By Joy Scott, Am Haskalah Congregant This week’s Torah Parsha (BO) continues with the story of Exodus. God had already inflicted seven devastating plagues on Egypt, subsequent to the Pharaoh’s...
By Joy Scott, Am Haskalah Congregant
In an almost imperceptible yet seismic shift, this week’s Torah Parsha (CHUKAT) jumps several decades ahead in the wilderness journey of the Israelites; and its narrative reads like a riddle inside a riddle.
The Torah Parsha begins: “This is the statute of the Torah which the Lord commanded…(1), and proceeds to discuss the purification laws of the ‘red heifer’, which is almost impossible to understand or interpret. Many of the greatest known Torah scholars struggled with the rationale or symbolism behind this mitzvah. Ultimately, they seemed to agree that the mitzvah of the ‘red heifer’ belongs in the category of ‘CHUKIM’, supra-rational laws that defy logic, and must be accepted and observed as God’s will (2).
However, in context of the entire Parsha (CHUKAT), the purification ritual of the ‘red heifer’ seems to foreshadow the death of those, who had played a major role, both while the Israelites were slaves in Egypt; as well as when the Israelites gained their freedom. Subsequent to the lengthy details related to this commandment, is one sentence in the Parsha: “The entire congregation of the Children of Israel arrived at the desert of Zin and settled in Kadesh, where Miriam died and was buried” (3). No details are provided as to the cause of her death, or the reaction of her brothers Moses and Aaron, or of any grieving by the Israelites.
A famous Talmudic passage explains that it was in Miriam’s ‘merit’ that the Israelites had a well of water, which miraculously accompanied them through the desert. When Miriam died, the water ceased to flow (4).
Almost forty years have passed since the Exodus. Most of the people who had lived in Egypt had already died. Their descendants are journeying close to their destination. In their new encampment, the Israelites find themselves without water. The people quarreled with Moses, and said: “Why have you brought the congregation of the Lord to this desert, so that we and our livestock should die here” (5).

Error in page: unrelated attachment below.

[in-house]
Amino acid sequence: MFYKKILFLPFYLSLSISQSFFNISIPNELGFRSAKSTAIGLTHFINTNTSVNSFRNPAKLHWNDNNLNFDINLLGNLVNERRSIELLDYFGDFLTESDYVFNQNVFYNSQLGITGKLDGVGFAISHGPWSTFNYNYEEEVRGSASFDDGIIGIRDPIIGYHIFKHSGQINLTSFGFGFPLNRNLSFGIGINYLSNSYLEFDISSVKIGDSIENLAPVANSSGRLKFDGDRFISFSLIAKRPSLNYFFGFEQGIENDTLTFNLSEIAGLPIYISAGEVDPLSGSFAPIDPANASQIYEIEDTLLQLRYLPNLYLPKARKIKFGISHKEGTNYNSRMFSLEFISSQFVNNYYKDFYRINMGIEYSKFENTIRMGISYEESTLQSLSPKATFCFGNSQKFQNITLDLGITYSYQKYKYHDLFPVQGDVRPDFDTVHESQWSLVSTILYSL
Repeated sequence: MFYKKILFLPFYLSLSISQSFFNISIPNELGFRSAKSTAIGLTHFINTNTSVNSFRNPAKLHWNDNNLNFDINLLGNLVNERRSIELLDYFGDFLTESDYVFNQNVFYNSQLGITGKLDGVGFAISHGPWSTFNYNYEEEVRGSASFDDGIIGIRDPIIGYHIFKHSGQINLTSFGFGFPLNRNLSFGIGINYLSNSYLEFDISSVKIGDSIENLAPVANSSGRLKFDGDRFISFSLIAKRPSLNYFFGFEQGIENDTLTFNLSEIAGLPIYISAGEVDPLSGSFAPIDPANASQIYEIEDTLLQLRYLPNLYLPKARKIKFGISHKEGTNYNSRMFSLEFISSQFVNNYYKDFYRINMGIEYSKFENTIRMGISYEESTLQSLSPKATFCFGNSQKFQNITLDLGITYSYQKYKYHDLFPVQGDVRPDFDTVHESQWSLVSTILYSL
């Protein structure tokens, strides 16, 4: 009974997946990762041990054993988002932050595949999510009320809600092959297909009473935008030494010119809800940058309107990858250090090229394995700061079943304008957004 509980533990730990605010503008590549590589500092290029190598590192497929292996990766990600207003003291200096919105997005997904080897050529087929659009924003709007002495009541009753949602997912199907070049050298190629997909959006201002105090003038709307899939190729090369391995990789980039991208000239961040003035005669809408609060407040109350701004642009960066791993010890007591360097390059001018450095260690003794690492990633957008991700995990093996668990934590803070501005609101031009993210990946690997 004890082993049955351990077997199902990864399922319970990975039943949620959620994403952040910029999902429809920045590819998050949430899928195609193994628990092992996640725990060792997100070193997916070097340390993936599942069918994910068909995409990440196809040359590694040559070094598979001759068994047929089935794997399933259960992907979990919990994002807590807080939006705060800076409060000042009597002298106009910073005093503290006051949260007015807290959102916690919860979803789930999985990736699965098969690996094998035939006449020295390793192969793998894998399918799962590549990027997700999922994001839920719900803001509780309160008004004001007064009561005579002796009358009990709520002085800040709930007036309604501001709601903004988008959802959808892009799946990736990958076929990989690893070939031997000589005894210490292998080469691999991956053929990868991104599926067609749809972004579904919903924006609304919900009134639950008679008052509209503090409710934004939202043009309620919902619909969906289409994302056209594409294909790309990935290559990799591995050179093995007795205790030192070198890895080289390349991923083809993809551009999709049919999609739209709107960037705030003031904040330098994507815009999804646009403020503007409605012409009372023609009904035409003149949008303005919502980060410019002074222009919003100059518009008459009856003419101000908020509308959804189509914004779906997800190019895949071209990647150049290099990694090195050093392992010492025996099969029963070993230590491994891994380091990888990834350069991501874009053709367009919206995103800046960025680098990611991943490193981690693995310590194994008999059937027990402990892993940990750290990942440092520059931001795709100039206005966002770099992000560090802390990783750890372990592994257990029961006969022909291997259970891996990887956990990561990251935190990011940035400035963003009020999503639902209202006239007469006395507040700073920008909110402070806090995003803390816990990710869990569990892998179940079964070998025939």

Moses and Aaron went to the entrance of the Tent of Meeting, and fell on their faces. The Lord spoke to Moses, saying: “Take the staff and assemble the congregation, you and your brother Aaron, and ‘speak’ to the rock in their presence, so that it will give forth water” (6). Moses took the staff, as commanded. Then he and Aaron gathered the assembly in front of the rock, and said to them: “Now listen, you rebels, can we draw water for you from this rock?” (7).
Moses raised his hand and ‘struck’ the rock twice, disobeying God’s orders to ‘talk’ to the rock. Water gushed forth in abundance; and, they all drank, men and beasts. But the Lord said to Moses and Aaron: “Because you did not believe in Me in the eyes of the Children of Israel, therefore, neither of you shall enter the Promised Land” (8).
Few passages in the Torah have generated as much controversy among our sages as this singular event. Dozens of rationales for this severe punishment of Moses and Aaron have emerged. Each of the most renowned rabbinical scholars offers an interpretation, only to be challenged by the others. There are theories of past sins committed by Moses and Aaron, for which they are now being punished; interpretations that the brothers were emotionally unstable, due to the recent death of their sister, Miriam; or, that both Moses and Aaron were both too old to continue as leaders of the Israelites.
One of the most striking features of Judaism is that it is not centered on a single figure, who dominates its entire history. Moses was speaking to a new generation, who grew up in freedom. They responded to ‘WORDS’. Slaves, on the other hand respond to being beaten with ‘STICKS’. It is logical to believe that the underlying reason for God’s reaction was the knowledge that leadership is a function of time and change. Each age produces its leaders, and each leader is a function of age.
At the end of this perplexing Parsha, Aaron dies, and is mourned by the congregation for thirty days. He is succeeded by his son, Elazer. Venomous snakes attack the Israelite camp, after yet another eruption of discontent. The people repent and ask for forgiveness. God hears their sincerity, and provides them with a miraculous well, to follow them into the land of Canaan.
(1) NUMBERS (19:1-2)
(3) NUMBERS (20:1)
(4) TANNIT (9a)
(5) NUMBERS (20:3-4)
(6 ) NUMBERS (20:8)
(7) NUMBERS (20:10)
(8) NUMBERS (20:12)